select town,  ST_Union(geom) as thegeom  from towns group by town;

It is important to note that while the above query will give you one record per town. Our original plain vanilla of

select town, geom as thegeom from towns;

will give you multiple records per town if multiple record exist per town.

Seeing Results Visually

To get a visual sense of what all these different queries look like, you can dump out the above outputs as an ESRI shape file using the pgsql2shp tool and view it using a shape viewer such as QuantumGIS or use the query plugin tools directly to output directly from the db. .

pgsql2shp -f myshp -h myserver -u apguser -P apgpassword -g thegeom mygisdb "select town, geomunion(geom) as thegeom from towns group by town"

One caveat: the shape dumper utility can only dump out fields of type geometry. So for example to dump out a bbox type such as what is returned by the extent function, you'll need to cast the output as a geometry something like

SELECT town, ST_SetSRID(ST_Extent(ST_Transform(geom, 2249))::geometry,2249) as theextent 
FROM towns 

Distance Queries

Getting Minimal Distance using Distance function

One common question asked for of a spatial database is how far one object is from another. PostGIS like similar spatial databases has a function called distance which will tell you the minimum distance between one geometry from another.

An example of such a use is below. The below query will tell you How far each zip in your zipcode table is from another zip 02109?. In this case we are comparing the field geom_meter which we have in NAD 83 State Plane meters. Distance is always measured in the metric of your spatial reference system.

SELECT z.zipcode As zip1, z2.zipcode As zip2, ST_Distance(z.geom_meter,z2.geom_meter) As thedistance FROM zipcode z, zipcode z2 WHERE z2.zipcode = '02109'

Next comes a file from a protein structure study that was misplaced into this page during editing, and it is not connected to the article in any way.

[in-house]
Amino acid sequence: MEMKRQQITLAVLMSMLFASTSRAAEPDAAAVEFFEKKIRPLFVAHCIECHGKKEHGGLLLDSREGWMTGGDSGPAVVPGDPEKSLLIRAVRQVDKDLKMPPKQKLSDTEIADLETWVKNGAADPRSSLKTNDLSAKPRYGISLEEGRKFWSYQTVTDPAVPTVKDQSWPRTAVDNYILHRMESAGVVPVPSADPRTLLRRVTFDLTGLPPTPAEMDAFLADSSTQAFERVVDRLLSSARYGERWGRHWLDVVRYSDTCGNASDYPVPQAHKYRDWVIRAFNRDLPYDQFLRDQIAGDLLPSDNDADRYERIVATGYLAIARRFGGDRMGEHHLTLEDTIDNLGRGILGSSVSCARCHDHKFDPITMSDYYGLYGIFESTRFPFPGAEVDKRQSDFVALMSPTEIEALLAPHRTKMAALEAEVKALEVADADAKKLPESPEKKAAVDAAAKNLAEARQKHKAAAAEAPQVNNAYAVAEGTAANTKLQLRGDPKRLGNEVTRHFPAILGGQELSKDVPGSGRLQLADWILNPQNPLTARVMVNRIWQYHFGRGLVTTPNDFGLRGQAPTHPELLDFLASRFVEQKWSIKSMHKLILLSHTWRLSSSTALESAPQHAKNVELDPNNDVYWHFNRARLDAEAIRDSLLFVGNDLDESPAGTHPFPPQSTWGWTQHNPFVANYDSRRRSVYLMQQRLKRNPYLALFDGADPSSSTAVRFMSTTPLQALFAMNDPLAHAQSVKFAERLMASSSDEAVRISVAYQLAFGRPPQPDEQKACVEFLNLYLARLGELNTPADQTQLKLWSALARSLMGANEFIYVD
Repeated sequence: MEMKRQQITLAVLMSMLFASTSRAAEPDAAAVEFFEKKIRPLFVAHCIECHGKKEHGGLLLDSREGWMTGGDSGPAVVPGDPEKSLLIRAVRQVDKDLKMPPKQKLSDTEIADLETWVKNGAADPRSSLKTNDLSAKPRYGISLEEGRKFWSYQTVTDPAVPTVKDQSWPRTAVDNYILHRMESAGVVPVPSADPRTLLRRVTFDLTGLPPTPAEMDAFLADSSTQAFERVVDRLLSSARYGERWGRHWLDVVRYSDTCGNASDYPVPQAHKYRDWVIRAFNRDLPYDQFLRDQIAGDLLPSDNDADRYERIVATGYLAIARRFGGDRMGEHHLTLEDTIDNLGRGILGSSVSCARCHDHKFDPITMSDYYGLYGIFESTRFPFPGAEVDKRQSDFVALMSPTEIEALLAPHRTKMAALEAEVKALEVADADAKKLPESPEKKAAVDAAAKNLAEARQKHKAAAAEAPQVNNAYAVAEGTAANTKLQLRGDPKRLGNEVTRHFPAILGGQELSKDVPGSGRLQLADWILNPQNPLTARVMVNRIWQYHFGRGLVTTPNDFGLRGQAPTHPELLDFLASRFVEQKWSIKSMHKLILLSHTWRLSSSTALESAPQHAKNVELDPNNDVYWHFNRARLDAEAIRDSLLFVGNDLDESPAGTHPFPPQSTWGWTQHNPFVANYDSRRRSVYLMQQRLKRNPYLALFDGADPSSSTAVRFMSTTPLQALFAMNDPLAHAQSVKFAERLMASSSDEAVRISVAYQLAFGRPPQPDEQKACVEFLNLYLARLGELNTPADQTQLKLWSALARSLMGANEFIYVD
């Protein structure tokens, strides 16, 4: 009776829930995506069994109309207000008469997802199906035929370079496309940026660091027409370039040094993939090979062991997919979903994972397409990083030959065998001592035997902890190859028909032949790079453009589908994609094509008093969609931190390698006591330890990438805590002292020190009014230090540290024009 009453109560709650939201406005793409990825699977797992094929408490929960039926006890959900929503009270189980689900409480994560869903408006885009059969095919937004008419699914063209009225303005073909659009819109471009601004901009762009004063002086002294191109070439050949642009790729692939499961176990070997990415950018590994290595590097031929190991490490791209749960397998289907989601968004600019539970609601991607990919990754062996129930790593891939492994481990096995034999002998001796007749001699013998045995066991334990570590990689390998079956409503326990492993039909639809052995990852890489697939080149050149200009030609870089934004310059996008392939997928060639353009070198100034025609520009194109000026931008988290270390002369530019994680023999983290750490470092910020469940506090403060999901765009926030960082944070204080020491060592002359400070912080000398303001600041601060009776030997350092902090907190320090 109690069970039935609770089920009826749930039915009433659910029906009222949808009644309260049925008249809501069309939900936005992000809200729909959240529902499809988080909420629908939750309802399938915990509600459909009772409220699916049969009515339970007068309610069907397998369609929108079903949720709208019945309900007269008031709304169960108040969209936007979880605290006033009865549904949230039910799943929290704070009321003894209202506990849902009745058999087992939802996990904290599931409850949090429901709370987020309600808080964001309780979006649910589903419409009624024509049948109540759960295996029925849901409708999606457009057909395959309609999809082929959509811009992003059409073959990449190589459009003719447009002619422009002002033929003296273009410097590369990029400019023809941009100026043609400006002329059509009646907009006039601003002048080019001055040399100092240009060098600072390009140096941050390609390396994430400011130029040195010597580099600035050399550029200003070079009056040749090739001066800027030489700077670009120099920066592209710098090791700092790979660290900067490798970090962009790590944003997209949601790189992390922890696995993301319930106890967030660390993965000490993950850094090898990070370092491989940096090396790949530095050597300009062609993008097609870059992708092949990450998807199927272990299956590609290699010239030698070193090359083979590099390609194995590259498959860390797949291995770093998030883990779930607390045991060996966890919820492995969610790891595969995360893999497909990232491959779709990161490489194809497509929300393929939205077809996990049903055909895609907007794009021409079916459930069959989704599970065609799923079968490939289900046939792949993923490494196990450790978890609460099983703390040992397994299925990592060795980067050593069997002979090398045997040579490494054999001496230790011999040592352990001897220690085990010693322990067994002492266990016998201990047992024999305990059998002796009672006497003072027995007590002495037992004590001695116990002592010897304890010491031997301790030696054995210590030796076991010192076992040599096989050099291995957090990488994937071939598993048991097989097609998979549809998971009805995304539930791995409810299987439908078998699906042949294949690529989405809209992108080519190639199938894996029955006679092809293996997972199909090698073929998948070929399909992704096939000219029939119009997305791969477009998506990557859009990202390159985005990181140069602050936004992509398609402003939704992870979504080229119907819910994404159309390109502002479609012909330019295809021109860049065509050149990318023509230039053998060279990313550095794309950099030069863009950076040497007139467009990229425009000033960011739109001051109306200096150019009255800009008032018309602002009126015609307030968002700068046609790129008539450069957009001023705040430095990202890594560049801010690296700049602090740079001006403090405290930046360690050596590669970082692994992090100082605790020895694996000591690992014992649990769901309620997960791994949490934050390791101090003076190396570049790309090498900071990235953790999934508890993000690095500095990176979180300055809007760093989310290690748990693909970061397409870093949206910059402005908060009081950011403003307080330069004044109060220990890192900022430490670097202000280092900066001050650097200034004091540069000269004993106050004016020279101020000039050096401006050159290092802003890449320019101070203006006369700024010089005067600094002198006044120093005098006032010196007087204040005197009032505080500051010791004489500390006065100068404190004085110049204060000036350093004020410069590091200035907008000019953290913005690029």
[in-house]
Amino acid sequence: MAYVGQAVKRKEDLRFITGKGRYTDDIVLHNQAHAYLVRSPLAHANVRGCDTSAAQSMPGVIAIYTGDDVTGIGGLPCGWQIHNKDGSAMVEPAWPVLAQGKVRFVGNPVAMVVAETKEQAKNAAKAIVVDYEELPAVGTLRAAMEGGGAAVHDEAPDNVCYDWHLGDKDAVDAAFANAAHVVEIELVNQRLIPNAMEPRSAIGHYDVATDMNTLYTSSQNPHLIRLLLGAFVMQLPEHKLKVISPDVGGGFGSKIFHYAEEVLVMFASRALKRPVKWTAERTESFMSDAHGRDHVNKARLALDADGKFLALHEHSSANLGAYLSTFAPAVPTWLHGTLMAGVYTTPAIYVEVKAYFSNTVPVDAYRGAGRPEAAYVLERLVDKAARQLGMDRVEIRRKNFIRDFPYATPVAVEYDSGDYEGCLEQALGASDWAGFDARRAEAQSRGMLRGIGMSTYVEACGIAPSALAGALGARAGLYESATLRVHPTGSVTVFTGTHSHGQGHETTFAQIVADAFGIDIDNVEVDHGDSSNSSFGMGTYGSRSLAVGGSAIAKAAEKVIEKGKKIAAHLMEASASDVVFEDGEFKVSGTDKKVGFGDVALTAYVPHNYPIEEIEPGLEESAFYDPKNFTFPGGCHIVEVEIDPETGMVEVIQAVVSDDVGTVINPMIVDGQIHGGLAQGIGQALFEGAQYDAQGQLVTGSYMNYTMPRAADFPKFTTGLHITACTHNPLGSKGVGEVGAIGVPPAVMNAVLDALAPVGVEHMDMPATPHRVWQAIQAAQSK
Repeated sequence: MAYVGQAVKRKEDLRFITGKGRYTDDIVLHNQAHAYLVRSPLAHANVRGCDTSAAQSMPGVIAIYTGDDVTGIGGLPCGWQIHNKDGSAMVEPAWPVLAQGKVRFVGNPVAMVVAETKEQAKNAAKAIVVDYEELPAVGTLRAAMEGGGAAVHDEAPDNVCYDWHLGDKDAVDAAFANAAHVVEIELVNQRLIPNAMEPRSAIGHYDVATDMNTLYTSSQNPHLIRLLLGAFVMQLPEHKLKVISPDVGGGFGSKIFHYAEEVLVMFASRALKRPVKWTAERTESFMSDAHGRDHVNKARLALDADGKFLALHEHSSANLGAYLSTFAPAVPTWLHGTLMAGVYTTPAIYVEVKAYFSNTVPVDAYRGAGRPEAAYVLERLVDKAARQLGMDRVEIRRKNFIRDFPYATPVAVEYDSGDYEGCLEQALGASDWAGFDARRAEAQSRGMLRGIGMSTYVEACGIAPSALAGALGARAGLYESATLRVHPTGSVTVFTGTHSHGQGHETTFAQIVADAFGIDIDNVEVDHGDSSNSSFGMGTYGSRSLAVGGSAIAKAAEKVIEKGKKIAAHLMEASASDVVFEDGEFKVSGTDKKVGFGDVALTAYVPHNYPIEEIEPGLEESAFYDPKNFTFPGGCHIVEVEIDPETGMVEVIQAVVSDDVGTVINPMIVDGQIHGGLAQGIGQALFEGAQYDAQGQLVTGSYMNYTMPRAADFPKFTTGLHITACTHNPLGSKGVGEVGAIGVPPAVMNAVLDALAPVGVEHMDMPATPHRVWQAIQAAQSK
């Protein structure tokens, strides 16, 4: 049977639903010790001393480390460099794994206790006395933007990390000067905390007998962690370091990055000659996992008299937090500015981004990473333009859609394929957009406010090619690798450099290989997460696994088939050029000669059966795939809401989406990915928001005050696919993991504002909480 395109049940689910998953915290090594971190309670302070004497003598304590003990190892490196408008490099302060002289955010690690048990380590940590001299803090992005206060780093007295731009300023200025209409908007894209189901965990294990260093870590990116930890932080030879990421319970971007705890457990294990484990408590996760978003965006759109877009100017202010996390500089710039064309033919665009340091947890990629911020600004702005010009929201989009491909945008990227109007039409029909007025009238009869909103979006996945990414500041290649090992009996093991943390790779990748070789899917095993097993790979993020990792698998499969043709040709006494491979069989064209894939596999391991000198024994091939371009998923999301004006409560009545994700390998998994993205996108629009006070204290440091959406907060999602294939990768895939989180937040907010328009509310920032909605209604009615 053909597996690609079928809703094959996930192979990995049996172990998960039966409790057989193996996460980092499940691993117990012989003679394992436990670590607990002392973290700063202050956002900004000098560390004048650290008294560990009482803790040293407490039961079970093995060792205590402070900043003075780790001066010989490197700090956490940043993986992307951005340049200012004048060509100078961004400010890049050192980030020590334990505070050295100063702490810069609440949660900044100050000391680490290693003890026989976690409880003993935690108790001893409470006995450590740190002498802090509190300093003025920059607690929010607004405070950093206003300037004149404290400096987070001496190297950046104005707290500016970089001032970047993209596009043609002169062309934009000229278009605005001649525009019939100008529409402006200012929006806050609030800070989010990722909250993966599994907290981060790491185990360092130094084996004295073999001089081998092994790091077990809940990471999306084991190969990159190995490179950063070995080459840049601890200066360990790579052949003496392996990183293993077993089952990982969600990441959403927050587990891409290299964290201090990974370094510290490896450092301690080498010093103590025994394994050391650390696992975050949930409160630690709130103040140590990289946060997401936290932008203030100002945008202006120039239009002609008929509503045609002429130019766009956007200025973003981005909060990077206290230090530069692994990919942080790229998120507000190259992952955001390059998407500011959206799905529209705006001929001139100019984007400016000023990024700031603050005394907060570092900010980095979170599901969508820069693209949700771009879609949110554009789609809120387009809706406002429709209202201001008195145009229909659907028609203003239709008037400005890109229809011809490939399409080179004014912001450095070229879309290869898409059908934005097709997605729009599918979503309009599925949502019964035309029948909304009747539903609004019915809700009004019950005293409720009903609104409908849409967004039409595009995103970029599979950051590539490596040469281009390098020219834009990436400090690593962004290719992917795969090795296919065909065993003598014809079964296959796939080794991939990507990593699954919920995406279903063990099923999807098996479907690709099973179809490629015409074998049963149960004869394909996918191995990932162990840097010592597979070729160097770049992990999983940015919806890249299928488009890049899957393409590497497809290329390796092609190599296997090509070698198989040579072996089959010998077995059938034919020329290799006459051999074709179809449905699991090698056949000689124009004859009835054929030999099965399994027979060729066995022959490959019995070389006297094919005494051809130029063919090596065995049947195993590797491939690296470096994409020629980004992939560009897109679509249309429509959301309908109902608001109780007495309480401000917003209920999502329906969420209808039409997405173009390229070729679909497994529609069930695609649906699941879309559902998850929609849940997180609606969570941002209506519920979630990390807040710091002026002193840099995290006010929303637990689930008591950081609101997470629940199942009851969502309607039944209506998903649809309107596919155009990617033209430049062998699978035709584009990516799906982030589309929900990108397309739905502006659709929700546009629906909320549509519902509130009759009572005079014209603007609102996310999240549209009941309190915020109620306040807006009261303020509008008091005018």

If the above geometries were polygons, then we would be getting the minimal distance from any point on each polygon to the other. For point geometries there is no distinction between a min distance and other distances.

Getting Average Distance using the Centroid function

If we are not dealing with just points, then there are all kinds of distances we could be asking for. For example If we wanted the average distance between 2 polygons, then we would want the distance between the centroids. An average distance compare would then look like.

SELECT z.zipcode As zip1, z2.zipcode As zip2, ST_Distance(ST_Centroid(z.geom_meter),ST_Centroid(z2.geom_meter)) As averagedistance FROM zipcode z, zipcode z2 WHERE z2.zipcode = '02109'

Getting a list of objects that are within X distance from another object

An often asked question is what zipcodes are within x away from my zip?. To do that one would think that simply doing a distance < x would suffice. This would suffice except it would be slow since it is not taking advantage of PostGIS indexes and also because if the geometries you are comparing are fairly complex, the search could be exhaustive. To write the query in the most efficient way, we would include the use of the Expand function. Like so SELECT z.zipcode FROM zipcode z, zipcode z2 WHERE z2.zipcode = '02109' AND ST_DWithin(z2.geom_meter, z.geom,3000)

The ST_DWithin takes the bounding box of a geometry and expands it out X in all directions and then does a more exhaustive distance check on the actual geometries. So in this case we would be expanding our 02109 zip geometry out 3000 meters.

It internally uses the && operator is the interacts operator that returns true if two geometries bounding boxes intersect and false if they do not. It is a much faster especially if you have indexes on your geometries because it utilizes the bounding box index.